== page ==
For diving into danger — on the home front — a Navy rescue swimmer is honored

Rear Adm. John Meier, Commander, Naval Air Force Atlantic, awards the Navy and Marine Corps medal for heroism to Petty Officer 1st Class George Parsons III, assigned to Helicopter Sea Combat Squadron (HSC) 9.


By DAVE RESS | The Daily Press | Published: December 3, 2020

NEWPORT NEWS, Va. (Tribune News Service) — His day job involves jumping out of helicopters into dangerous waters to rescue people — and it turns out, Petty Officer 1st Class George Parsons III’s willingness to protect others doesn’t stop there.

He’s just won the Navy’s highest honor for heroism outside combat, the Navy and Marine Corps Medal.

Parsons, a helicopter aircrewman with Norfolk-based Helicopter Sea Combat Squadron 9, was working on his new house in Elizabeth City, N.C., when he was startled by a neighbor’s shouts and then by a man running past, chased by a police officer and headed for the fields and woods nearby.

He moved to secure his dog, and when he turned back, he saw the suspect and the officer struggling, on the far side of a ditch. Parsons could see the suspect reaching for the officer’s holstered gun.

“I didn’t really think about it. In a Navy HSC, we’re used to risking something to help people. That’s just part of the job,” he said.

He sprinted 100 yards to the men and — his high school football days helped here — then dived and tackled the suspect. The man, wanted for alleged larceny, was charged with several offenses including assault with a deadly weapon with intent to kill, larceny of a motor vehicle and possession of a firearm by a felon.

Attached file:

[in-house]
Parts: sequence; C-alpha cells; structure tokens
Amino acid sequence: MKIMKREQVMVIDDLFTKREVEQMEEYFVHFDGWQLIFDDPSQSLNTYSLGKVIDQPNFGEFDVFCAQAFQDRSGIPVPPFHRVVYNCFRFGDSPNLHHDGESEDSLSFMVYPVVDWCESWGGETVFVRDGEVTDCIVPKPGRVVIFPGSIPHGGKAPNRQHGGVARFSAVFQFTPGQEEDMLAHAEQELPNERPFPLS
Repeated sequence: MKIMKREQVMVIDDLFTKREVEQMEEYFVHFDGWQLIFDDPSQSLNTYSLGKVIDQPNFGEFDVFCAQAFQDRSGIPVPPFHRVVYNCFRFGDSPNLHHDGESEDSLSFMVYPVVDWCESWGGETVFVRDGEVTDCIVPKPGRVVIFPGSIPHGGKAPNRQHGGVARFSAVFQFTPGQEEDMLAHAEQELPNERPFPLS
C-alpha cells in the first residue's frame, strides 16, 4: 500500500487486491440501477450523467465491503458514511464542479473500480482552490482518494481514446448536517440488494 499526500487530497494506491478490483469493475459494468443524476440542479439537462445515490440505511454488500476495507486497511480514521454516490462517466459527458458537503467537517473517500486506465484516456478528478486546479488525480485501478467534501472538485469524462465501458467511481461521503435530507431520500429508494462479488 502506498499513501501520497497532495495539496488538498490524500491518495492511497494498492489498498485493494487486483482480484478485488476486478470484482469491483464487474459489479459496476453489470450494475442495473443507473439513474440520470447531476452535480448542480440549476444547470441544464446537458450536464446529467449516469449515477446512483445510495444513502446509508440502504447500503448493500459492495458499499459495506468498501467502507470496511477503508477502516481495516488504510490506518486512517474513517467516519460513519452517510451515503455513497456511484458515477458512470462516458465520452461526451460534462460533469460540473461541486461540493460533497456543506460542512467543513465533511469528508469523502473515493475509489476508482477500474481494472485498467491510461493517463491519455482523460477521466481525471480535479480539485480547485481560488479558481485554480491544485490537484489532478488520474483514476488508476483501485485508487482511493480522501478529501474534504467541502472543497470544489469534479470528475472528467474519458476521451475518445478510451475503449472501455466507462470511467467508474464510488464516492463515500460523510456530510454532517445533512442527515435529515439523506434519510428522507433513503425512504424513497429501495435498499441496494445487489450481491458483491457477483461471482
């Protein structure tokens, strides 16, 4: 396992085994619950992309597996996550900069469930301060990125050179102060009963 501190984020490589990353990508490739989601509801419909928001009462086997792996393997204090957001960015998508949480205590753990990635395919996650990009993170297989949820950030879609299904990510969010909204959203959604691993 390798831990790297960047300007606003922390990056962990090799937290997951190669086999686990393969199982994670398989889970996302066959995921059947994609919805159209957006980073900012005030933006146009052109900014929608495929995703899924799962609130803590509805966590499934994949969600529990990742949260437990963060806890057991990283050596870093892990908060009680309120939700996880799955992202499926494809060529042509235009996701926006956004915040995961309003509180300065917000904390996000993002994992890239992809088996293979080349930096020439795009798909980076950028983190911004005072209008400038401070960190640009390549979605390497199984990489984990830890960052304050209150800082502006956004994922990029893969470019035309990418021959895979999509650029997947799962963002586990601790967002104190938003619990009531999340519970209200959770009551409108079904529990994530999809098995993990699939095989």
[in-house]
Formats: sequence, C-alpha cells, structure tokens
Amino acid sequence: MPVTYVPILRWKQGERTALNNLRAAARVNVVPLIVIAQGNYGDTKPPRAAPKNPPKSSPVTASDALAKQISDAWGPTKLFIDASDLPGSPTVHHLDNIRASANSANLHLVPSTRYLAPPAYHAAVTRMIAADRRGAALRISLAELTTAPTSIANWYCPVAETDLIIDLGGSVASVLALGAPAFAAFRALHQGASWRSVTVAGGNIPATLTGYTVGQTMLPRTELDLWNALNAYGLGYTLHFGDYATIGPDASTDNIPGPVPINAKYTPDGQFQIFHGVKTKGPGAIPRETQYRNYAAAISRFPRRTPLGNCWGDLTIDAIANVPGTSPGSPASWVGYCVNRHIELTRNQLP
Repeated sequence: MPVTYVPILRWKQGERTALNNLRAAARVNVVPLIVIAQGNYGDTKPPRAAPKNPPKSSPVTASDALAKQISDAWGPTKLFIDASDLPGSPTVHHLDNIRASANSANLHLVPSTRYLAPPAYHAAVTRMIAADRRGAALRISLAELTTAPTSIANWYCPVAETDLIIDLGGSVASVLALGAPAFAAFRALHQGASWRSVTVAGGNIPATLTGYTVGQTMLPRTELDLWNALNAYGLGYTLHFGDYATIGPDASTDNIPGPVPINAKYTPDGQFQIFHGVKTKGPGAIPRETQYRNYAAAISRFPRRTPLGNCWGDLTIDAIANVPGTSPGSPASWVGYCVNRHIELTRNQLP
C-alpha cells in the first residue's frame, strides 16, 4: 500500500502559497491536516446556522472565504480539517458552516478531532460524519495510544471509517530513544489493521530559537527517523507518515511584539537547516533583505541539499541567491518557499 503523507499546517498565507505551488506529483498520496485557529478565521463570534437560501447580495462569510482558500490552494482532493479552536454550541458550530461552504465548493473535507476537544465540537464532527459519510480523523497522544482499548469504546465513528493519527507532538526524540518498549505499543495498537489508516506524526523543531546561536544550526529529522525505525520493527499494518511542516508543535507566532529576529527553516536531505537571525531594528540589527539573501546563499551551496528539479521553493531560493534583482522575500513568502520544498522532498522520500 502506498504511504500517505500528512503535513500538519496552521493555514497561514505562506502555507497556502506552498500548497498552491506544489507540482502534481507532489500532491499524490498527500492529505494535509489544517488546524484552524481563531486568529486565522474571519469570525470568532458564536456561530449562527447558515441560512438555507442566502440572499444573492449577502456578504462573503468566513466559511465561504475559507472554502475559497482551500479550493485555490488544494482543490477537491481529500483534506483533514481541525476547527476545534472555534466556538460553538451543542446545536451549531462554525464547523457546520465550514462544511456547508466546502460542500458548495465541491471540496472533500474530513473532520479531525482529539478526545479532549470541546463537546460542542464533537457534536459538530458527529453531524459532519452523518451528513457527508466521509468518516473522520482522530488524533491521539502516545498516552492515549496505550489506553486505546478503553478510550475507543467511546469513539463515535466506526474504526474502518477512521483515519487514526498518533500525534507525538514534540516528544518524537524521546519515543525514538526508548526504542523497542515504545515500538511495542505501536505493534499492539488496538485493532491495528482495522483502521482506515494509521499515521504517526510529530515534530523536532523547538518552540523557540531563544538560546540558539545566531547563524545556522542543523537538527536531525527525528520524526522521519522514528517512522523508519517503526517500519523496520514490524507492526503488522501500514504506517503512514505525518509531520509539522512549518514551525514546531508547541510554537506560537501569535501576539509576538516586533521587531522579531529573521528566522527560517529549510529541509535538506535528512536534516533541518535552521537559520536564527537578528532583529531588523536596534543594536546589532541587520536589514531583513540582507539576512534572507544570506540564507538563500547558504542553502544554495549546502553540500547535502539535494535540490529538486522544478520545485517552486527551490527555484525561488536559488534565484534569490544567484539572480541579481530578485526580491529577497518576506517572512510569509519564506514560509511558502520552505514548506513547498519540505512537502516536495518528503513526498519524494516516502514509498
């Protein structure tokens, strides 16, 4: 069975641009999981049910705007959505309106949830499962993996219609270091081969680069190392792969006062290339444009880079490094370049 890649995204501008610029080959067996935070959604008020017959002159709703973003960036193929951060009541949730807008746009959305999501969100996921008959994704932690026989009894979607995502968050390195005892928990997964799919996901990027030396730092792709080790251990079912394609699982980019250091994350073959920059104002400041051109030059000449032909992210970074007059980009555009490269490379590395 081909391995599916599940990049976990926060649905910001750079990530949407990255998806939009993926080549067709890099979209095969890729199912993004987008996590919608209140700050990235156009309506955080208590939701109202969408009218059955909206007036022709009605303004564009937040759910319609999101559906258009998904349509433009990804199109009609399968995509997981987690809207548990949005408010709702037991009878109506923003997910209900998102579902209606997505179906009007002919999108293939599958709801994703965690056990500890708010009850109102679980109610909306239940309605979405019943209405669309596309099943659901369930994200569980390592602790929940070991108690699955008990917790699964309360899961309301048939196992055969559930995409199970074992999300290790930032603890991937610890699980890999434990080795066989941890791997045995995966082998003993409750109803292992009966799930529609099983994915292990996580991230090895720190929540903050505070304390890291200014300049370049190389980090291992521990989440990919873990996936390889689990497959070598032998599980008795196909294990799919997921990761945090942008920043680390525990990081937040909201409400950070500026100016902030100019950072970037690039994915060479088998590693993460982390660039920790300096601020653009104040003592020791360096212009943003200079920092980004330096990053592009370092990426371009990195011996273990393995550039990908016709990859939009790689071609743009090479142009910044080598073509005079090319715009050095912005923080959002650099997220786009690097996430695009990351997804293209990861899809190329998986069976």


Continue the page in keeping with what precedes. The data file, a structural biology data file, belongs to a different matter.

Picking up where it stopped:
Parsons' C.O., Cmdr. Michael Marks, said that over his Navy career, he’s never known anyone else to win the Navy and Marine Corps medal — though he sees plenty of bravery from the sailors of his squadron.

Parsons, for instance, is “someone who has to jump into raging waters in the middle of night to save people, putting the life of another ahead of his own,” Marks said.

And Parsons did that Navy thing for a police officer in trouble, he added.

The medal came as a surprise — especially since Rear Adm. John Meier, commander of Naval Air Forces Atlantic, came over to the squadron’s hangar to present it.

“The fact that he responded so immediately without thinking about your own personal safety and only thinking about how to defend that law enforcement officer truly reflects credit on yourself, on our Navy and Naval Aviation, and the squadron,” Meier said, before pinning on the medal.

“I am honored to be here to today to meet you and present the award.”


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